Cleveland is "best example" of American downtown revival
Did you hear, Cleveland? Evidently we're "America's best example of turning around a dying downtown."
Driving the news: In a splashy pre-Christmas story, the Washington Post editorial board anointed Cleveland thus, zeroing in on the 2016 renovation of Public Square and the subsequent conversion of office space to apartments in the vicinity.
Why it matters: Cleveland leads the nation in office conversions, according to CBRE, and WaPo noted that when these conversions occur in a concentrated area, it accelerates an urban vibe shift: from a 9-to-5 office atmosphere to a lively "18-hour city."
By the numbers: Apartments immediately surrounding the square increased from roughly 40 in 2016 to more than 1,200 now, including nearly 300 each at The Standard and Terminal Tower.
Between the lines: The editorial said the "one mistake" Cleveland made was "catering to vehicles" on Public Square in the form of its central bus lane.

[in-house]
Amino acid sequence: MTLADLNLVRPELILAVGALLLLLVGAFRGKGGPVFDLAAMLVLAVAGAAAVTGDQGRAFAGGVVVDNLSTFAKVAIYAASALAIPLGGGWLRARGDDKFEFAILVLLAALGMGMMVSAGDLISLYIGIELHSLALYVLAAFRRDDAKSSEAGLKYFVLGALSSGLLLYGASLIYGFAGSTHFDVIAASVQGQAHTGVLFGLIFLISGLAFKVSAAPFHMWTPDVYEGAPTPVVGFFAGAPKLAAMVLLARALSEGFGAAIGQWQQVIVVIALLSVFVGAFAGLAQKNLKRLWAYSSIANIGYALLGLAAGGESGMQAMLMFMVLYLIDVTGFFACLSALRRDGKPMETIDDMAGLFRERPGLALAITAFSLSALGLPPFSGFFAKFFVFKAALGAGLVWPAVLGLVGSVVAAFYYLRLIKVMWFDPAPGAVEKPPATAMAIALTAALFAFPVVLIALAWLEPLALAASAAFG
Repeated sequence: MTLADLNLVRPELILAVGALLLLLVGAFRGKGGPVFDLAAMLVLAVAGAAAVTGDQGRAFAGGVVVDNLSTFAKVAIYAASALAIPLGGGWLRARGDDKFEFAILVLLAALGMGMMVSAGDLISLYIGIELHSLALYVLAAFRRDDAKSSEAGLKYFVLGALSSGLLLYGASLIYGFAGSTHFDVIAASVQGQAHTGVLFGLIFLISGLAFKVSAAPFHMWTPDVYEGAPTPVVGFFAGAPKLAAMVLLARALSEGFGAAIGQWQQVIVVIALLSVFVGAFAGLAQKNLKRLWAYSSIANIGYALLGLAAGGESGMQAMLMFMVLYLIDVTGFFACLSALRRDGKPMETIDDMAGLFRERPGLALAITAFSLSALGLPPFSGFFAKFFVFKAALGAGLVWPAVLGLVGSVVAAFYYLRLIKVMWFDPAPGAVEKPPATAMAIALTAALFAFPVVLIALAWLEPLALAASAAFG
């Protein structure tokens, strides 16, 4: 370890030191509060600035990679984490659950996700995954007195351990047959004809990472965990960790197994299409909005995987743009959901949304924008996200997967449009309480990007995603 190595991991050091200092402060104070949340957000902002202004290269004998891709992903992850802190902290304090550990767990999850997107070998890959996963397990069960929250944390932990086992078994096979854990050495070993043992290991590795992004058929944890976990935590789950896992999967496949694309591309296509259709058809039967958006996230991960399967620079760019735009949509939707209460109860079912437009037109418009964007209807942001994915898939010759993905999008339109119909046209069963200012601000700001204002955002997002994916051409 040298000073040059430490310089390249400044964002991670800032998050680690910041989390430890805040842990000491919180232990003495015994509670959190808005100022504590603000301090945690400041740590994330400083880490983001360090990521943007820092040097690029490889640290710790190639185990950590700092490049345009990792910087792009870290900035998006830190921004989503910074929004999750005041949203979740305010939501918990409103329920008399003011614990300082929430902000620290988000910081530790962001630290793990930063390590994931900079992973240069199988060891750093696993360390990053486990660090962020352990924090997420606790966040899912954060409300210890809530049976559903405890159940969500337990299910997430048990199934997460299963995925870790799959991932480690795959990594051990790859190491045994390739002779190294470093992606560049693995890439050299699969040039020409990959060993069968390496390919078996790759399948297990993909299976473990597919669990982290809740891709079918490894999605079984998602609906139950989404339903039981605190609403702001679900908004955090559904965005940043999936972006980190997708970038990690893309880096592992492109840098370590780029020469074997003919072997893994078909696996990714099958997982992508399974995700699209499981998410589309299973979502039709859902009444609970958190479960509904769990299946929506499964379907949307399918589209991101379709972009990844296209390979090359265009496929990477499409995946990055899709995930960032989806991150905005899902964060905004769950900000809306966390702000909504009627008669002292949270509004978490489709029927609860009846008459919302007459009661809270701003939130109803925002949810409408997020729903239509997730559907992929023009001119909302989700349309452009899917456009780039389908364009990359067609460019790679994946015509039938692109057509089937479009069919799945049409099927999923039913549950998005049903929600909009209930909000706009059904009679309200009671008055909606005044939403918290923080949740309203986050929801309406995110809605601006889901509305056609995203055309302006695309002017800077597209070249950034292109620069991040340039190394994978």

- "The road is unpopular with city residents and should be removed," it read.
Reality check: The bus lane is not "catering to vehicles" — it is catering to buses, and it remains popular with the thousands of RTA riders who pass through the Square daily.
The intrigue: The Post didn't mention the unsightly concrete jersey barriers bordering the bus lane that have marred Public Square since former Mayor Frank Jackson installed them in 2017, in what many saw as retaliation against transit activists who fought to preserve the bus lane.
- Signal Cleveland has reported that removing the barriers and replacing them with retractable bollards likely won't happen until at least May.
What's next: Public Square will become even more active when the Sherwin-Williams global headquarters opens this year on the site of two former surface parking lots.
More Cleveland stories
No stories could be found
Get a free daily digest of the most important news in your backyard with Axios Cleveland.